So here’s a big surprise. Until last year, global aid flows were declining in the wake of the financial crisis – a trend that was widely expected to continue. But here’s what emerged when the OECD’s 2013 aid statistics came out last month:
Development aid rose by 6.1% in real terms in 2013 to reach the highest level ever recorded, despite continued pressure on budgets in OECD countries since the global economic crisis. Donors provided a total of USD 134.8 billion in net official development assistance (ODA), marking a rebound after two years of falling volumes, as a number of governments stepped up their spending on foreign aid.
An annual survey of donor spending plans by the OECD Development Assistance Committee (DAC) indicated that aid levels could increase again in 2014 and stabilise thereafter.
Admittedly, there are two important qualifiers here. One is that while aid may be at an all-time high in absolute terms, that’s not true for the arguably more important measure of aid as a proportion of donor countries’ gross national income: in 2013 they gave 0.30% of GNI, as compared to 0.32% in 2010 (and way lower, of course, than the 0.7% target).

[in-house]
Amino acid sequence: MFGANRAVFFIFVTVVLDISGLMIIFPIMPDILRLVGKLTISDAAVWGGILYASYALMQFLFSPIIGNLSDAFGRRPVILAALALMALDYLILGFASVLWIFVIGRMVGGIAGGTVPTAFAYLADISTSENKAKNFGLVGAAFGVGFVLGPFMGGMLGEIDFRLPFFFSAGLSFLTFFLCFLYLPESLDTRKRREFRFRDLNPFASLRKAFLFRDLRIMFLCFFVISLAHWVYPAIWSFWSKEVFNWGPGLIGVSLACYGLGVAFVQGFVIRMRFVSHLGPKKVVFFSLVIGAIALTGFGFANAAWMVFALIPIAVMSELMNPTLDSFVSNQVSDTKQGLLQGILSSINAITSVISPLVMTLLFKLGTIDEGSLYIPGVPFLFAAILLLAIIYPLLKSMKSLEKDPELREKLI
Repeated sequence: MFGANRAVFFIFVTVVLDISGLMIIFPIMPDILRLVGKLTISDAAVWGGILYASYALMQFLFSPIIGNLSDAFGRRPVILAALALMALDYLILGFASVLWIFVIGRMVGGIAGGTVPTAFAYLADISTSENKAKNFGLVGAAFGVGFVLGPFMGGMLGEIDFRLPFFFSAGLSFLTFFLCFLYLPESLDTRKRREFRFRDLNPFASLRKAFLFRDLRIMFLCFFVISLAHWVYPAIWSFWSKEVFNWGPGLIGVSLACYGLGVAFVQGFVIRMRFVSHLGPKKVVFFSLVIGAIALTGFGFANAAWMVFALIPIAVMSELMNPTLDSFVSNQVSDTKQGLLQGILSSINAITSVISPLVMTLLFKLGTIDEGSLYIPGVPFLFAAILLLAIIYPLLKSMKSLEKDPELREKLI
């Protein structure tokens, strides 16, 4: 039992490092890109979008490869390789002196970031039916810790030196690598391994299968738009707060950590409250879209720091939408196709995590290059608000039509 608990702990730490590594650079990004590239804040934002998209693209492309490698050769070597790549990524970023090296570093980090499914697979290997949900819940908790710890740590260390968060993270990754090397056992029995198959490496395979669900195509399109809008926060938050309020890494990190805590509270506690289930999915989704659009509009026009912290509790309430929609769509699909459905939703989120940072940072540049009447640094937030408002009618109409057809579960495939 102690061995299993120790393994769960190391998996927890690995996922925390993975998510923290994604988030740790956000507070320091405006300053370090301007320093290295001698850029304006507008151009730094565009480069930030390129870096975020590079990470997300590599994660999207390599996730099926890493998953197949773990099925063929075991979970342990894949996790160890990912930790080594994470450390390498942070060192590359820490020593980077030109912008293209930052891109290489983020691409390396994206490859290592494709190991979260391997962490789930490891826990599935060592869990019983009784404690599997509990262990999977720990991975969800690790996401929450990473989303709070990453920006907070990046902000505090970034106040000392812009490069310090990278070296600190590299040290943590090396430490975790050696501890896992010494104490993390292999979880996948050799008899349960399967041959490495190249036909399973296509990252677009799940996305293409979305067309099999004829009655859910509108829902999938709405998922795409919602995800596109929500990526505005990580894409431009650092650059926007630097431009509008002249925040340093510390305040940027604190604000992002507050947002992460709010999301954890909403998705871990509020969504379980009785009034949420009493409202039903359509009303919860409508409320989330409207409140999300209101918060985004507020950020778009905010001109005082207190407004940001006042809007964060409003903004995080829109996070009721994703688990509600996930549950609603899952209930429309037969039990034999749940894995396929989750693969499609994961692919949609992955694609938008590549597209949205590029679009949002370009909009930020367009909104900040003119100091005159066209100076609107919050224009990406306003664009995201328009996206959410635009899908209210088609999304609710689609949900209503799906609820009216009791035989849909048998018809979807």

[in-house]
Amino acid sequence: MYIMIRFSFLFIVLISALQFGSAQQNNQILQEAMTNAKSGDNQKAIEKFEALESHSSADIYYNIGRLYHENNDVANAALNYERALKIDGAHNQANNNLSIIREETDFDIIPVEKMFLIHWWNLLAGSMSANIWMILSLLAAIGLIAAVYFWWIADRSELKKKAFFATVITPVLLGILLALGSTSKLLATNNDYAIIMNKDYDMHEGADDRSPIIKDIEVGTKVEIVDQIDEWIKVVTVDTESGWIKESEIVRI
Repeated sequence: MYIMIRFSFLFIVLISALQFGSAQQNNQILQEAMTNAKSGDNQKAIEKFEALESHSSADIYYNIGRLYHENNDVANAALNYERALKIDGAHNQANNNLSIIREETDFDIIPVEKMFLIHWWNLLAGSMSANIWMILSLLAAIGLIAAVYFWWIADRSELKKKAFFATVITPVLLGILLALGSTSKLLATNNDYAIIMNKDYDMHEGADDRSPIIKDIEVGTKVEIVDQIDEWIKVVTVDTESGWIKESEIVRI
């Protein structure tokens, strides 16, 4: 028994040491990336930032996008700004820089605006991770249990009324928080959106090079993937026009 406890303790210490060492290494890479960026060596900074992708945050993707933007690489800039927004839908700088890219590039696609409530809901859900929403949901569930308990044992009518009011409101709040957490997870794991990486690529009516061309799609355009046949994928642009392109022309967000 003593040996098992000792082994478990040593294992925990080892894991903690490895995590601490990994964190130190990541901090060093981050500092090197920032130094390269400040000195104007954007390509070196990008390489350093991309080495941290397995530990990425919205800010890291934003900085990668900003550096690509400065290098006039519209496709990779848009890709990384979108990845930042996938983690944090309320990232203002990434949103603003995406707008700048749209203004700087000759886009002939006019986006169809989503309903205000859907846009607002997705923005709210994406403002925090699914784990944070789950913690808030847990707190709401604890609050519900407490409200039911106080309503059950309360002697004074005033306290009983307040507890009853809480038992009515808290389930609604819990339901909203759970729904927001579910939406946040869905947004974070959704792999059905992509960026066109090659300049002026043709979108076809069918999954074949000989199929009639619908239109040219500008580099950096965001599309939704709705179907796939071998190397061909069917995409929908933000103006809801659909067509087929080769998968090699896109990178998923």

The other point, flagged up by OECD Secretary-General Angel Gurria in his comments on this year’s statistics, is that the trend of falling aid to the neediest countries, especially in Sub-Saharan Africa (which saw a 4% real terms decrease against 2012), is still happening and appears likely to continue in the future. The new aid stats also show that donor countries only gave 0.09% of their GNI to least developed countries in 2012 – as compared to 0.10% the year before.
Donor countries have got to sort this out. While middle income countries now have access to a huge range of sources of finance for development – foreign direct investment, remittances, commercial debt, portfolio equity, and a vast increase in domestic resources from tax revenue and savings – that doesn’t hold true for low income countries, who are still highly reliant on aid. With the post-2015 agenda now about to move into the home straight, this is the year when donors need to set out a clear timetable for making good on their long-standing promise to give at least 0.15% of their GNI to least developed countries – and ideally go beyond it to 0.20%. And the OECD DAC’s High Level Meeting this December is the right moment to do it.
So thank goodness that the WTO managed to agree something in Bali. Yet another multilateral failure, after Copenhagen, Rio, and so on would have been beyond disastrous, especially as we line up for final approach towards the two big 2015 deadlines on successors for the Millennium Development Goals and climate action beyond 2020.
But blimey, it was a pretty thin outcome. While almost all the media coverage focused on trade facilitation (the bit that global companies wanted) and food security (the bit that India was holding out about), the part of the so-called “small package” agreed in Bali that arguably mattered most was the third basket of issues: those on development.